Comedian fined $35k for offensive joke
By Simon Black - December 06, 2019

via Sovereign Man

Are you ready for this week’s absurdity? Here’s our Friday roll-up of the most ridiculous stories from around the world that are threats to your liberty, your finances, and your prosperity.

Canadian Comedian fined $35,000 for joke

A Canadian comedian must pay $35,000 to a disabled man he made fun of in some of his acts.

A Quebec appeals court upheld the decision by the Quebec Human Rights Tribunal. It said Mike Ward exceeded the limits of free speech when he told jokes about a disabled man’s performance singing in front of the Pope.

Making fun of a disabled guy is obviously in poor taste.

But it’s a pretty dangerous precedent to set when the courts start telling us that offensive jokes exceed ‘limits’ of free speech.

Click here to read the full story.

Bank of Japan releases report exploring digital currency

We’re pretty happy to see this one–

The Bank of Japan, Japan’s central bank which issues currency, released a report exploring the legal possibilities of the bank issuing a digital currency.

The report says that although the Bank of Japan has no plans to issue a digital currency, it would be crazy not to explore the possibilities, with information technology advancing at such a rapid rate.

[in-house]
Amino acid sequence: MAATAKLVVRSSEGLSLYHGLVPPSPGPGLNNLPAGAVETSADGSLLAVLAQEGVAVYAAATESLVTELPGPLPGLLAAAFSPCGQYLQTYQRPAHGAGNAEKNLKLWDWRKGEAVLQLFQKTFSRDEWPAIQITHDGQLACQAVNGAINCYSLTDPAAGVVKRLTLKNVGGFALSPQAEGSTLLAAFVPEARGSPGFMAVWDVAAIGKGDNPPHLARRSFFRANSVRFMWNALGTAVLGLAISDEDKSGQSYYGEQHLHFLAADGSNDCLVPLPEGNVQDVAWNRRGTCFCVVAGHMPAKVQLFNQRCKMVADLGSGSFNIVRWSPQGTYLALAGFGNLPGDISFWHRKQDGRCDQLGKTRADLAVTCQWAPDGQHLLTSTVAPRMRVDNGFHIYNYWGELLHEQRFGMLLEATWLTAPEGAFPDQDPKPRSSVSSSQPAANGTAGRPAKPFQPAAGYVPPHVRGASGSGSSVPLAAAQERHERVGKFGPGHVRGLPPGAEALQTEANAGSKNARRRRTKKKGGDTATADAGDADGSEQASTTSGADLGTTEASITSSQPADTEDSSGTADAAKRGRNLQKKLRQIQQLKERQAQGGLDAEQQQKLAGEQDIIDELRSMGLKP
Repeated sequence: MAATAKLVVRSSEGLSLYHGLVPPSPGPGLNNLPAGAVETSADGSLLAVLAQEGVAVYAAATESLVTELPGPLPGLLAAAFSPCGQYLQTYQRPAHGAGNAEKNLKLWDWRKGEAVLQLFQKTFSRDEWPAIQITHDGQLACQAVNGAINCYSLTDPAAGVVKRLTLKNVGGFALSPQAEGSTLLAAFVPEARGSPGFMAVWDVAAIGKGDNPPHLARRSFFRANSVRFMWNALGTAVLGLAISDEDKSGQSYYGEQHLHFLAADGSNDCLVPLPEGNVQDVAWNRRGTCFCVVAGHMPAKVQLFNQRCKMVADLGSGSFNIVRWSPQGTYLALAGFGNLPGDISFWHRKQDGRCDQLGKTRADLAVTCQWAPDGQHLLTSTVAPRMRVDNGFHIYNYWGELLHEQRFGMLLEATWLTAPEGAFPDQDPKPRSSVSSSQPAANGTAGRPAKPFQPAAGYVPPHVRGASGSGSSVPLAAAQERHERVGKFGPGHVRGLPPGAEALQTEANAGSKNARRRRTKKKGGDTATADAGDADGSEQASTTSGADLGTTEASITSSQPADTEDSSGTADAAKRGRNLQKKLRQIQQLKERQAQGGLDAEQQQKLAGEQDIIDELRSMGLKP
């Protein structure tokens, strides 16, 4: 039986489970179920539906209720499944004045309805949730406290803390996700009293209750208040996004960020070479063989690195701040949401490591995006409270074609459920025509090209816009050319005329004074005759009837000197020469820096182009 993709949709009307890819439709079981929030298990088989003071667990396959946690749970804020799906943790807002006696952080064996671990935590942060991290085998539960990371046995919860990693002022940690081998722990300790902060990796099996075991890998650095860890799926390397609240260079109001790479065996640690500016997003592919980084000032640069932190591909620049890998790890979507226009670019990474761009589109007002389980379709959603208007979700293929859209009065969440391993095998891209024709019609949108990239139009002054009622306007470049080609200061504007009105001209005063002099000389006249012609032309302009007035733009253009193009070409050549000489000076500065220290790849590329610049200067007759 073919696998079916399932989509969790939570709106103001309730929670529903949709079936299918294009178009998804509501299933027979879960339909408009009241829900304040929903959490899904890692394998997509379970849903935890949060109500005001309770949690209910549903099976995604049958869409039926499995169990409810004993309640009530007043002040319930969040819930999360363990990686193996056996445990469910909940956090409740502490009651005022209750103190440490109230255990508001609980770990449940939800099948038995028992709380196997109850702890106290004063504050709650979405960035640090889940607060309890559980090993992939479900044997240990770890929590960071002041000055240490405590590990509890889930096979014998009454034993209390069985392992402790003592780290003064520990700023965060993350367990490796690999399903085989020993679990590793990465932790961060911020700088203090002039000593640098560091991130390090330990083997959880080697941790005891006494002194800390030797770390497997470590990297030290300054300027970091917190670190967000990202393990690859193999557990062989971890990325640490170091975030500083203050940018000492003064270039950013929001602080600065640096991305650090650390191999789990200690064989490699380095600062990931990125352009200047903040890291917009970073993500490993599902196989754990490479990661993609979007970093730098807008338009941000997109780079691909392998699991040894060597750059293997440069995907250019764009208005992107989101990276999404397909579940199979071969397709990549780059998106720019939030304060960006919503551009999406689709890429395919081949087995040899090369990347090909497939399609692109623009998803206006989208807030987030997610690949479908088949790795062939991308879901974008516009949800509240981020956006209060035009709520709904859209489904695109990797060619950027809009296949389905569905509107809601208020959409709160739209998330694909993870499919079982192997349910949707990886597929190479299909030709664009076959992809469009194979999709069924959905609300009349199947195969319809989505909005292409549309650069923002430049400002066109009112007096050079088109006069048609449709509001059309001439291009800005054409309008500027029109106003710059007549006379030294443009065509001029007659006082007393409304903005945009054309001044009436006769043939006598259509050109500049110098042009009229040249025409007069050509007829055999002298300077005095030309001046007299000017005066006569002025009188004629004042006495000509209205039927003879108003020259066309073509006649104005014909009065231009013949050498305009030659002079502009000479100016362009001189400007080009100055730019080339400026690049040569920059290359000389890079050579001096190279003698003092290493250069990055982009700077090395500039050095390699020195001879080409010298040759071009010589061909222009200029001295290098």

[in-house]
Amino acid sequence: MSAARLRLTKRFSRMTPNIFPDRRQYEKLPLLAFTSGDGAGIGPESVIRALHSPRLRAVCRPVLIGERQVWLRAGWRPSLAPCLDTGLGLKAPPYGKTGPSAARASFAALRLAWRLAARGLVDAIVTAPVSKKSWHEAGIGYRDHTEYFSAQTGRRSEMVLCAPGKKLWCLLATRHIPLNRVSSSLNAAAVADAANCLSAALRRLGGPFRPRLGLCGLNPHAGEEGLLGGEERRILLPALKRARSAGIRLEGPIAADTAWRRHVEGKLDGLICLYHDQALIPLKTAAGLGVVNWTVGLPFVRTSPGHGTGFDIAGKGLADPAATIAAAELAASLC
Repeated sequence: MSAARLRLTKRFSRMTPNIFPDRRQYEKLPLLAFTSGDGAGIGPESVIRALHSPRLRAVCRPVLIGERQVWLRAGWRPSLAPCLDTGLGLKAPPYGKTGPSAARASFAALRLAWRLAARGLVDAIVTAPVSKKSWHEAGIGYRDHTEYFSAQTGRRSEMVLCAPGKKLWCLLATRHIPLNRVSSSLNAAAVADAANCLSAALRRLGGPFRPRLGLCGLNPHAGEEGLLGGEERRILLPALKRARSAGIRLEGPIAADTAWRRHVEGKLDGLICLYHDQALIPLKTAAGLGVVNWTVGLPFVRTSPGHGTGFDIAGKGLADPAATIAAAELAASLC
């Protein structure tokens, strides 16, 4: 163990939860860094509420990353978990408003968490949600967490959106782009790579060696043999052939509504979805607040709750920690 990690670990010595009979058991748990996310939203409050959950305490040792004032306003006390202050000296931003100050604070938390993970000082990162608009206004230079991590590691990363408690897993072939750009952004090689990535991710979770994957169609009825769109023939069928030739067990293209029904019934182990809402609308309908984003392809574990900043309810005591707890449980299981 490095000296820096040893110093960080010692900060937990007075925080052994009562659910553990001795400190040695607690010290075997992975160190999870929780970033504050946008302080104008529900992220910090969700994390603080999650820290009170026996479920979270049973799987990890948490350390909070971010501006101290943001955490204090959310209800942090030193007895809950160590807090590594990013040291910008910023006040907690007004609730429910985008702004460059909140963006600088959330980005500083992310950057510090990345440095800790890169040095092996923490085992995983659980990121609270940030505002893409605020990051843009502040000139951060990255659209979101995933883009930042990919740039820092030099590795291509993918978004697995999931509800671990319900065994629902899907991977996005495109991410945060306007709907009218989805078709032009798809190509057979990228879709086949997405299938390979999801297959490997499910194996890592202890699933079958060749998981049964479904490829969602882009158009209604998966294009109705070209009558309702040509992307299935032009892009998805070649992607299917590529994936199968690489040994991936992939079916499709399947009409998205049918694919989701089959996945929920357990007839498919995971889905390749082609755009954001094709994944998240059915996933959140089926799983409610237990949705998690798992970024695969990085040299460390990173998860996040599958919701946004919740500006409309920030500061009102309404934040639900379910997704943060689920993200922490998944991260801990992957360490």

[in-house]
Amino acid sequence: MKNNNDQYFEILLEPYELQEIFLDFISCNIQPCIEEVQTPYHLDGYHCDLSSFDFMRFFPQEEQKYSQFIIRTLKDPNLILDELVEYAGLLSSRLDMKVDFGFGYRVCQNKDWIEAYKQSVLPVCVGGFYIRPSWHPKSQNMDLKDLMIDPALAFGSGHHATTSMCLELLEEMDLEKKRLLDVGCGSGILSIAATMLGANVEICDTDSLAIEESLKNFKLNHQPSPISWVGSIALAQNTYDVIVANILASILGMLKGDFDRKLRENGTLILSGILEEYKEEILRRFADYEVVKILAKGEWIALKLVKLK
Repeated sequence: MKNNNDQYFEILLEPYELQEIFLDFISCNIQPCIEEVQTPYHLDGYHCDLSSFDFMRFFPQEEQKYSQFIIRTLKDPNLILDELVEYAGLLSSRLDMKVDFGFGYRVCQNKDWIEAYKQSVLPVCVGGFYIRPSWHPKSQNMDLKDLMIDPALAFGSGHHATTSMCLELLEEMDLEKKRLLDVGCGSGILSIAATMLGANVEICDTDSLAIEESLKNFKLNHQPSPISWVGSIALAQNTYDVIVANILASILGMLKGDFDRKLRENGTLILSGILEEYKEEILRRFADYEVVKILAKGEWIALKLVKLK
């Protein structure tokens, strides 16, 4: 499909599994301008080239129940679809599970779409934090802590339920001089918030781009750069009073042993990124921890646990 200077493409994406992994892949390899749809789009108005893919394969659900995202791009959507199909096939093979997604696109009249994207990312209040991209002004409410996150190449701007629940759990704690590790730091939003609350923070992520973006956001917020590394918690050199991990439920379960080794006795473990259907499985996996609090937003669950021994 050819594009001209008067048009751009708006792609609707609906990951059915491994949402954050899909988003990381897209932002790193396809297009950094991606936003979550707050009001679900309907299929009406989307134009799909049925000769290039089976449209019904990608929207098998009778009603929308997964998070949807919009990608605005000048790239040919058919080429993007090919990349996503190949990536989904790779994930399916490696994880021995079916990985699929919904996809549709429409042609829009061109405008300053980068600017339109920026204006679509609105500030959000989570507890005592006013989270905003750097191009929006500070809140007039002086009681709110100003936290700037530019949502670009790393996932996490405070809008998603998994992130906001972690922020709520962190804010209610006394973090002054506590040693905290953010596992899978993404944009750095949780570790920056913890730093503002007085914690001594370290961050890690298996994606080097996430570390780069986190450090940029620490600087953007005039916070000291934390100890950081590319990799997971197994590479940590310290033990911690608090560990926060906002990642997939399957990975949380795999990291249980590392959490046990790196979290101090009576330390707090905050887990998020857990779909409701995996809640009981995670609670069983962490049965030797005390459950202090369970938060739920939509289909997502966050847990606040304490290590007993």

Digital currency would give regular people and businesses access to depositing money with the central bank, which is currently only available to financial institutions.

Tokenizing the money supply would also make it possible to hold money, other than cash, outside of the banking system.

We’re not holding our breath to see this become a reality anytime soon, but it’s great to see a major central bank take at least a small step in this direction.

Click here for the full report.

Cops charge man with theft for removing tracking GPS from truck

Suspecting a man of selling drugs, police got a warrant to secretly place a GPS tracker on the man’s car.

But the suspect found and removed the tracker.

When the GPS stopped signaling his location, police checked the car and realized the tracker was missing. So they got a warrant to search the man’s home for the GPS.

They found it, and charged him with theft. But they never did end up charging him with dealing drugs.

The Indiana Supreme Court just heard the case. Now they’ll decide if it’s theft to remove a GPS from your own car.

Click here for the full story.